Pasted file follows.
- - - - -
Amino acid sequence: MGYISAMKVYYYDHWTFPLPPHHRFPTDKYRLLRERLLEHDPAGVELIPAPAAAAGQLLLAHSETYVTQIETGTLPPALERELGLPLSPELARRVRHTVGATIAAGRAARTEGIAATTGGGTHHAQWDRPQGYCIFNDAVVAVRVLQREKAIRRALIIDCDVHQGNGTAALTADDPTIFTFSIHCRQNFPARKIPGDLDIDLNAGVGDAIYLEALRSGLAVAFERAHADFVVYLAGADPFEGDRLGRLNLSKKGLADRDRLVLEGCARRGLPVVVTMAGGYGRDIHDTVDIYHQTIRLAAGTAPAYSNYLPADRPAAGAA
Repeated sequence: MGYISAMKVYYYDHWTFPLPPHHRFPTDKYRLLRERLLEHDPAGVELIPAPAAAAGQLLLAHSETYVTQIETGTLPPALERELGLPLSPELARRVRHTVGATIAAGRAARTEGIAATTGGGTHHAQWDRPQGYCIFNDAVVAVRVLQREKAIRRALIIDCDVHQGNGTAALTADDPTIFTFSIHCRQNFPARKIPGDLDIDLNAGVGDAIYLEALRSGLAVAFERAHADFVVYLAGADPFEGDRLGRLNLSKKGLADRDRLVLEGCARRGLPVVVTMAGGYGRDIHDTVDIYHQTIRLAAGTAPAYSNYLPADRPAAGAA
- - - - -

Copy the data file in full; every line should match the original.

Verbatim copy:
Amino acid sequence: MGYISAMKVYYYDHWTFPLPPHHRFPTDKYRLLRERLLEHDPAGVELIPAPAAAAGQLLLAHSETYVTQIETGTLPPALERELGLPLSPELARRVRHTVGATIAAGRAARTEGIAATTGGGTHHAQWDRPQGYCIFNDAVVAVRVLQREKAIRRALIIDCDVHQGNGTAALTADDPTIFTFSIHCRQNFPARKIPGDLDIDLNAGVGDAIYLEALRSGLAVAFERAHADFVVYLAGADPFEGDRLGRLNLSKKGLADRDRLVLEGCARRGLPVVVTMAGGYGRDIHDTVDIYHQTIRLAAGTAPAYSNYLPADRPAAGAA
Repeated sequence: MGYISAMKVYYYDHWTFPLPPHHRFPTDKYRLLRERLLEHDPAGVELIPAPAAAAGQLLLAHSETYVTQIETGTLPPALERELGLPLSPELARRVRHTVGATIAAGRAARTEGIAATTGGGTHHAQWDRPQGYCIFNDAVVAVRVLQREKAIRRALIIDCDVHQGNGTAALTADDPTIFTFSIHCRQNFPARKIPGDLDIDLNAGVGDAIYLEALRSGLAVAFERAHADFVVYLAGADPFEGDRLGRLNLSKKGLADRDRLVLEGCARRGLPVVVTMAGGYGRDIHDTVDIYHQTIRLAAGTAPAYSNYLPADRPAAGAA